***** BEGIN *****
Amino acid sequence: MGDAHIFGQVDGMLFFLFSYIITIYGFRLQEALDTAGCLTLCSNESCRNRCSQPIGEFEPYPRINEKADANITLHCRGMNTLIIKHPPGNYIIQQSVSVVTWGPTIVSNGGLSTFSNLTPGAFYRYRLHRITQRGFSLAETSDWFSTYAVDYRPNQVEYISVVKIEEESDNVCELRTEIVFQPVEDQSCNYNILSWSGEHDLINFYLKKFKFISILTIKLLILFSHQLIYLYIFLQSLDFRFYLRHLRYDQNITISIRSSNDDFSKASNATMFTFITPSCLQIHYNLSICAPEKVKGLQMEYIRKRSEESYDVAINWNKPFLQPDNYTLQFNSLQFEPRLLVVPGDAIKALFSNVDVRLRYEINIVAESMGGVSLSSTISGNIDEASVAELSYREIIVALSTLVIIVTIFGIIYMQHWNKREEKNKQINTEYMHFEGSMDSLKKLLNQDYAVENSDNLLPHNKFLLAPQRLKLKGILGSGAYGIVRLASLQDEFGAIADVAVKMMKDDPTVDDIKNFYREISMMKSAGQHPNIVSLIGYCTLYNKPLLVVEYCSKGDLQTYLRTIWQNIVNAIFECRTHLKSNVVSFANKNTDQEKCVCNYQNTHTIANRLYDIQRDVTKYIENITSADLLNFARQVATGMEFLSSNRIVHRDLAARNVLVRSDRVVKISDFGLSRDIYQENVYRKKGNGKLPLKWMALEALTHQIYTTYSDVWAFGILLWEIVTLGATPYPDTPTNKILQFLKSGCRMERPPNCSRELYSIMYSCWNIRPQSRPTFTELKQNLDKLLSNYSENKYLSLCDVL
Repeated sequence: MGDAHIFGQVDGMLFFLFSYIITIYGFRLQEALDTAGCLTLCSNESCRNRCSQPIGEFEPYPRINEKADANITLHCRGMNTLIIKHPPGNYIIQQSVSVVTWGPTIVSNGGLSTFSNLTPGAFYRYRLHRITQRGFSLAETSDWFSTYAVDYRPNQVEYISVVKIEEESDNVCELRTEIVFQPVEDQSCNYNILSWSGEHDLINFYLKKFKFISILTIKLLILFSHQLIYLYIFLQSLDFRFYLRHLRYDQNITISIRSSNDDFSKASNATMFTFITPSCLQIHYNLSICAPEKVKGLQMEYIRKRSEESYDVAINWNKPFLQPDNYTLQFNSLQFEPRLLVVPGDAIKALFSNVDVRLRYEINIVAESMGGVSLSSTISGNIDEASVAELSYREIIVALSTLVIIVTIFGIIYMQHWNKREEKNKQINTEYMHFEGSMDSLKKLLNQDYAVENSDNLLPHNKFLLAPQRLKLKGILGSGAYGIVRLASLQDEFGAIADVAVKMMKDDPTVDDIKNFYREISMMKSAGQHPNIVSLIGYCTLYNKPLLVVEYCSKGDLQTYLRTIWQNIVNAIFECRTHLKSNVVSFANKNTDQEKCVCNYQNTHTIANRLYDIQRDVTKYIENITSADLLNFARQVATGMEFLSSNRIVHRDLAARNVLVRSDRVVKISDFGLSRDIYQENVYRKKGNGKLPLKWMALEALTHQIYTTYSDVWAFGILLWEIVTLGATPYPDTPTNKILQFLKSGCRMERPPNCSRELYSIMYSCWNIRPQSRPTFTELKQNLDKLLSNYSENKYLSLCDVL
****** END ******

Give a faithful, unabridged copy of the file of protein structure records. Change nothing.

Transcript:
Amino acid sequence: MGDAHIFGQVDGMLFFLFSYIITIYGFRLQEALDTAGCLTLCSNESCRNRCSQPIGEFEPYPRINEKADANITLHCRGMNTLIIKHPPGNYIIQQSVSVVTWGPTIVSNGGLSTFSNLTPGAFYRYRLHRITQRGFSLAETSDWFSTYAVDYRPNQVEYISVVKIEEESDNVCELRTEIVFQPVEDQSCNYNILSWSGEHDLINFYLKKFKFISILTIKLLILFSHQLIYLYIFLQSLDFRFYLRHLRYDQNITISIRSSNDDFSKASNATMFTFITPSCLQIHYNLSICAPEKVKGLQMEYIRKRSEESYDVAINWNKPFLQPDNYTLQFNSLQFEPRLLVVPGDAIKALFSNVDVRLRYEINIVAESMGGVSLSSTISGNIDEASVAELSYREIIVALSTLVIIVTIFGIIYMQHWNKREEKNKQINTEYMHFEGSMDSLKKLLNQDYAVENSDNLLPHNKFLLAPQRLKLKGILGSGAYGIVRLASLQDEFGAIADVAVKMMKDDPTVDDIKNFYREISMMKSAGQHPNIVSLIGYCTLYNKPLLVVEYCSKGDLQTYLRTIWQNIVNAIFECRTHLKSNVVSFANKNTDQEKCVCNYQNTHTIANRLYDIQRDVTKYIENITSADLLNFARQVATGMEFLSSNRIVHRDLAARNVLVRSDRVVKISDFGLSRDIYQENVYRKKGNGKLPLKWMALEALTHQIYTTYSDVWAFGILLWEIVTLGATPYPDTPTNKILQFLKSGCRMERPPNCSRELYSIMYSCWNIRPQSRPTFTELKQNLDKLLSNYSENKYLSLCDVL
Repeated sequence: MGDAHIFGQVDGMLFFLFSYIITIYGFRLQEALDTAGCLTLCSNESCRNRCSQPIGEFEPYPRINEKADANITLHCRGMNTLIIKHPPGNYIIQQSVSVVTWGPTIVSNGGLSTFSNLTPGAFYRYRLHRITQRGFSLAETSDWFSTYAVDYRPNQVEYISVVKIEEESDNVCELRTEIVFQPVEDQSCNYNILSWSGEHDLINFYLKKFKFISILTIKLLILFSHQLIYLYIFLQSLDFRFYLRHLRYDQNITISIRSSNDDFSKASNATMFTFITPSCLQIHYNLSICAPEKVKGLQMEYIRKRSEESYDVAINWNKPFLQPDNYTLQFNSLQFEPRLLVVPGDAIKALFSNVDVRLRYEINIVAESMGGVSLSSTISGNIDEASVAELSYREIIVALSTLVIIVTIFGIIYMQHWNKREEKNKQINTEYMHFEGSMDSLKKLLNQDYAVENSDNLLPHNKFLLAPQRLKLKGILGSGAYGIVRLASLQDEFGAIADVAVKMMKDDPTVDDIKNFYREISMMKSAGQHPNIVSLIGYCTLYNKPLLVVEYCSKGDLQTYLRTIWQNIVNAIFECRTHLKSNVVSFANKNTDQEKCVCNYQNTHTIANRLYDIQRDVTKYIENITSADLLNFARQVATGMEFLSSNRIVHRDLAARNVLVRSDRVVKISDFGLSRDIYQENVYRKKGNGKLPLKWMALEALTHQIYTTYSDVWAFGILLWEIVTLGATPYPDTPTNKILQFLKSGCRMERPPNCSRELYSIMYSCWNIRPQSRPTFTELKQNLDKLLSNYSENKYLSLCDVL